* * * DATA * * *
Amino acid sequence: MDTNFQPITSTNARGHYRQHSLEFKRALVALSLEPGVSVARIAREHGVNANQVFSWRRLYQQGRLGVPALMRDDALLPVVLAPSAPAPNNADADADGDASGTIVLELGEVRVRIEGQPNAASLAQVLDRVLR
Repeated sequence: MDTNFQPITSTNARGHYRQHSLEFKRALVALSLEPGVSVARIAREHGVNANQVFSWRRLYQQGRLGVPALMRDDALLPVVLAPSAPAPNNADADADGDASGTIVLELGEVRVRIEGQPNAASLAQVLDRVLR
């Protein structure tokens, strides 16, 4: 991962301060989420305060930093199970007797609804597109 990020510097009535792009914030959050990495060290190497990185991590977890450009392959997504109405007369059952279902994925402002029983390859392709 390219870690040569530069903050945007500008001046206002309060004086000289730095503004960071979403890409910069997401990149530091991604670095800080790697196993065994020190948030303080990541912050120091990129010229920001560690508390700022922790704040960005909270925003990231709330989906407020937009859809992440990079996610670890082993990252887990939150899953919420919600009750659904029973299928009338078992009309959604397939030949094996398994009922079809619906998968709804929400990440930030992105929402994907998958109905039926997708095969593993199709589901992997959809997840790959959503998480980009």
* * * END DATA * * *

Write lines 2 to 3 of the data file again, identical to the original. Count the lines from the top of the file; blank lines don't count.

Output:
Repeated sequence: MDTNFQPITSTNARGHYRQHSLEFKRALVALSLEPGVSVARIAREHGVNANQVFSWRRLYQQGRLGVPALMRDDALLPVVLAPSAPAPNNADADADGDASGTIVLELGEVRVRIEGQPNAASLAQVLDRVLR
């Protein structure tokens, strides 16, 4: 991962301060989420305060930093199970007797609804597109 990020510097009535792009914030959050990495060290190497990185991590977890450009392959997504109405007369059952279902994925402002029983390859392709 390219870690040569530069903050945007500008001046206002309060004086000289730095503004960071979403890409910069997401990149530091991604670095800080790697196993065994020190948030303080990541912050120091990129010229920001560690508390700022922790704040960005909270925003990231709330989906407020937009859809992440990079996610670890082993990252887990939150899953919420919600009750659904029973299928009338078992009309959604397939030949094996398994009922079809619906998968709804929400990440930030992105929402994907998958109905039926997708095969593993199709589901992997959809997840790959959503998480980009």